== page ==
I recently wrote a blog about the importance of taking a break from writing after you have published your book. Like most people I turned right around and went back to work. However, that was not the mistake I am writing about today.
The mistake I recently made has to do with one of my books finally starting to gain popularity. “Humor Deeper Than A Holler” is making headway with its sales numbers. It is exciting to log into Amazon Sales Reports and see either book sales or KU numbers rising before I get out of bed. It is what every author dreams of.
Unfortunately, because I have not seen these sorts of numbers before, I am not used to the trends. Please don’t get me wrong, the exciting part is not just people buying my book, but the trends that show the book is starting to become popular.
On the Kindle Unlimited report, I can see spikes during certain days of the week when many people have time off to read, like the weekends. This tells me that people are not just purchasing the book, or adding it to their queue of books in Kindle Unlimited, but they are opening the pages and diving right in. Which leads me into the mistake I made.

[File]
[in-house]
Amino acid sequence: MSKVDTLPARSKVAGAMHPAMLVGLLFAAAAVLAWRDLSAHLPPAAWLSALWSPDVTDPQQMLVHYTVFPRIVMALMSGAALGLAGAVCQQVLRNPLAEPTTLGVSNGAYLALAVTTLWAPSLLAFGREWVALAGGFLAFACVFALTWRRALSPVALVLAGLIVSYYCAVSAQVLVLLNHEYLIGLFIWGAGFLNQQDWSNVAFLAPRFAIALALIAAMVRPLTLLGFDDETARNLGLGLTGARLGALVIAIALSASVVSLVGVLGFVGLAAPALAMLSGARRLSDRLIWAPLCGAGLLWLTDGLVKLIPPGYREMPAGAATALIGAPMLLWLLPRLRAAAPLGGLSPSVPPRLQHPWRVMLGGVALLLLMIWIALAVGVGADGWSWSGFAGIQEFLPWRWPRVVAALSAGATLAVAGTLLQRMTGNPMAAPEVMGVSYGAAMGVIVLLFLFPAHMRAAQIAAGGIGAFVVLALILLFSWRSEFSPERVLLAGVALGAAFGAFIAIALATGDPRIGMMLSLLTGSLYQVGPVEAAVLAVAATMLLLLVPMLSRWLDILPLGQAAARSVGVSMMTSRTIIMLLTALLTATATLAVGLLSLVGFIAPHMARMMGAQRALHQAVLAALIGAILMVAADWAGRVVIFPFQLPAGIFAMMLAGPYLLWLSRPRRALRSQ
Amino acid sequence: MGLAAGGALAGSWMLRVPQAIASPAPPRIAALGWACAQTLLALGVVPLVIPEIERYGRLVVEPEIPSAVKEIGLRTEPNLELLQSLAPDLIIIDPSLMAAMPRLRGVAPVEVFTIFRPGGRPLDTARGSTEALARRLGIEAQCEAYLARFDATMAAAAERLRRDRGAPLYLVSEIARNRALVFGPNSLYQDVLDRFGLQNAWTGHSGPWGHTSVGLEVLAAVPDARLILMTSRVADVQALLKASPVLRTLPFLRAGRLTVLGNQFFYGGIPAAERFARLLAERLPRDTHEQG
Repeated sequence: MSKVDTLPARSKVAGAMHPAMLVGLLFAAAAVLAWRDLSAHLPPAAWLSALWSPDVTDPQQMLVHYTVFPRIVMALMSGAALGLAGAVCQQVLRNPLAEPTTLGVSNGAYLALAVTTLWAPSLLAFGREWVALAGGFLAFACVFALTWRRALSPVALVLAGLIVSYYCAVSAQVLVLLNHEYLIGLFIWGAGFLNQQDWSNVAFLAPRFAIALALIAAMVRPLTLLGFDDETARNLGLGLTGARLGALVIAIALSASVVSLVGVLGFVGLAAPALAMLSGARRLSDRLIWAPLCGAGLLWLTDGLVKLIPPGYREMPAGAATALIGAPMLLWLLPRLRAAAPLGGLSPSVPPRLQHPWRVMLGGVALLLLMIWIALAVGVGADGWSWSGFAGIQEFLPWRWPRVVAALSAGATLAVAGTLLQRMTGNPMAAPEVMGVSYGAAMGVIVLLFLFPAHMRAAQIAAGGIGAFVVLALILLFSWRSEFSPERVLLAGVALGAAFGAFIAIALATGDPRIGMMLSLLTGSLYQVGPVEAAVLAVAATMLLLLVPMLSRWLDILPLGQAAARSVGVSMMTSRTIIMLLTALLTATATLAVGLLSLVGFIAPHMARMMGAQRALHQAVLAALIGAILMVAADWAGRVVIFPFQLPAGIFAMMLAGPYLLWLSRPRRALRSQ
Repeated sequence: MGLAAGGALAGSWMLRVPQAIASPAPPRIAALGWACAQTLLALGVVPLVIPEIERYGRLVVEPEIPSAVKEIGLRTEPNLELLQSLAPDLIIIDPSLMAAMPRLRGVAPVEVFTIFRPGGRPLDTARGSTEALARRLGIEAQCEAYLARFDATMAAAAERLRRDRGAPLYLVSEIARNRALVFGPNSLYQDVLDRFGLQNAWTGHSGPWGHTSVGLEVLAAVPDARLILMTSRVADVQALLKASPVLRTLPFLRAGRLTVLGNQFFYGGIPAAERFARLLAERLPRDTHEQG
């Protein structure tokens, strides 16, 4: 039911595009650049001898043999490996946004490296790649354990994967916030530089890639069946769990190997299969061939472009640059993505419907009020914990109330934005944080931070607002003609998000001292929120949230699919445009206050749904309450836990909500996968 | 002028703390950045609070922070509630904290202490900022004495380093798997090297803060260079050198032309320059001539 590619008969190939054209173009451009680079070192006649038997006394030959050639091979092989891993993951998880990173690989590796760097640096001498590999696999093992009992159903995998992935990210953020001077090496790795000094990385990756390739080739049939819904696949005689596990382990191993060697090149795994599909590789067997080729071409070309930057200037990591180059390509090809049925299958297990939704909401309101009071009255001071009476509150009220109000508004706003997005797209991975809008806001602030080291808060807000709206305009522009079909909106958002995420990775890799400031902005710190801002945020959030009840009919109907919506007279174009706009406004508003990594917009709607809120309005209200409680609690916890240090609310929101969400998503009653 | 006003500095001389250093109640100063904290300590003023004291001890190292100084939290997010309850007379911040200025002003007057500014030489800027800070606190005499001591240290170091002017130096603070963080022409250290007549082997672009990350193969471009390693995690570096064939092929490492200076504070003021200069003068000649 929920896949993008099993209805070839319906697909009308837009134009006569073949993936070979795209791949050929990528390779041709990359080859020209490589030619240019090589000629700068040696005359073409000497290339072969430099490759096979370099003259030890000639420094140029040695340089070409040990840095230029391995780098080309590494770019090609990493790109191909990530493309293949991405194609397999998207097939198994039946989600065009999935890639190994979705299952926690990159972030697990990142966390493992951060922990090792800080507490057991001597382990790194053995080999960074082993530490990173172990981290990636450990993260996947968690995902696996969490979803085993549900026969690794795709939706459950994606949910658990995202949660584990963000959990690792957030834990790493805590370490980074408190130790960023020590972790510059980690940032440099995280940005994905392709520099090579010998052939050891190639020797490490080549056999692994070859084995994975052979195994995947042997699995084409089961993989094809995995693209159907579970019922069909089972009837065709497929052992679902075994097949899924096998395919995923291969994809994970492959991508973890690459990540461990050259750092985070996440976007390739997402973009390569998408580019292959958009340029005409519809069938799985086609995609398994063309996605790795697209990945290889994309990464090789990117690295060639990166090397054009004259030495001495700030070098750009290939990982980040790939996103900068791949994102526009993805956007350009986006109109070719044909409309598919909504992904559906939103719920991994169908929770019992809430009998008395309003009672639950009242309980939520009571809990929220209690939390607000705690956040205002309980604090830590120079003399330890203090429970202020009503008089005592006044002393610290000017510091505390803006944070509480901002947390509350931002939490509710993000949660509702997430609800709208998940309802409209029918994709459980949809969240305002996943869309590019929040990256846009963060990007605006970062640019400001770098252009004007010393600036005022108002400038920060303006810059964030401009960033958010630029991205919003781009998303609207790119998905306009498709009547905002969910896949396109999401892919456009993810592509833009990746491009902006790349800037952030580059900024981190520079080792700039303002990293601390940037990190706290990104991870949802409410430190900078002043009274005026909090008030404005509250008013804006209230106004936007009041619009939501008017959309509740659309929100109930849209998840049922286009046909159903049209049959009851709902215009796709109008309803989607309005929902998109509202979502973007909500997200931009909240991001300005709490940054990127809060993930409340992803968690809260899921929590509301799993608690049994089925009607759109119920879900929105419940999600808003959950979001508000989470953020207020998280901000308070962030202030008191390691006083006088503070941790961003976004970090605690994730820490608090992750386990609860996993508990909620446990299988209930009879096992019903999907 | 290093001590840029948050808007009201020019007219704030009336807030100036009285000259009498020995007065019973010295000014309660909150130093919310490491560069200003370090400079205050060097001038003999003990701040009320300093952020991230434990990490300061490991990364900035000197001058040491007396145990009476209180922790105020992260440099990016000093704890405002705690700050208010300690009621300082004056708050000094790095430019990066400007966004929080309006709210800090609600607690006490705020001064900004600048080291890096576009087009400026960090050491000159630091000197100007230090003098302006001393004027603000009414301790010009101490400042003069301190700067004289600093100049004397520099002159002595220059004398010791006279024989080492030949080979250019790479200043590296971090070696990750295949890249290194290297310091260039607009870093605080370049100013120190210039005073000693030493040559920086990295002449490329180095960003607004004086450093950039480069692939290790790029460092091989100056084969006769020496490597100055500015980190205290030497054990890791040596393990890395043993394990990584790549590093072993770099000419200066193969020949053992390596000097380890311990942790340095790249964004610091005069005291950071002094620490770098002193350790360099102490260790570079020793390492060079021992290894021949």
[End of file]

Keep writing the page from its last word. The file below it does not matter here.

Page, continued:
Last night, at midnight, I decided to look at my sales before going to bed. I used to do this on occasion and it would often be a disappointment, but now I have started to go to bed with a smile on my face. However, last night a different expression passed across my face, it was one of shock. There on the sales report was a free sale for “Humor Deeper Than A Holler.”
I was in a panic, I had not done any new giveaways with “Humor Deeper Than A Holler.” It is my newest book, and after all, I had given away its predecessor right before Humor launched. I searched all over my book’s settings, worried I had turned on something accidentally earlier in the day.
After several minutes of consternation, I remembered. I had turned on the matchbook feature that gives away a free ebook to people who purchase the paperback. I like this feature on my smaller books because it gives people the opportunity to read the book before the paperback arrives. To be honest, nobody had taken advantage of the opportunity. However, this time somebody did.
Once I realized what had happened I was thrilled. Somebody liked my book well enough to get both the ebook and paperback. Amidst the warm fuzzies, a hard truth hit me. I had turned a happy moment into a chaotic stress-filled nightmare because I had insisted on reading those reports at midnight.
I am as guilty as anybody at pushing my body beyond its limits, which is why I am now disabled. Yet, I still obsess despite time and again being reminded that such habits are bad habits. The moral of this blog post? Don’t be like me, and many others. Learn from our mistakes. Create productive, good habits. Your work will improve and your body will likely last you for decades beyond what you thought possible.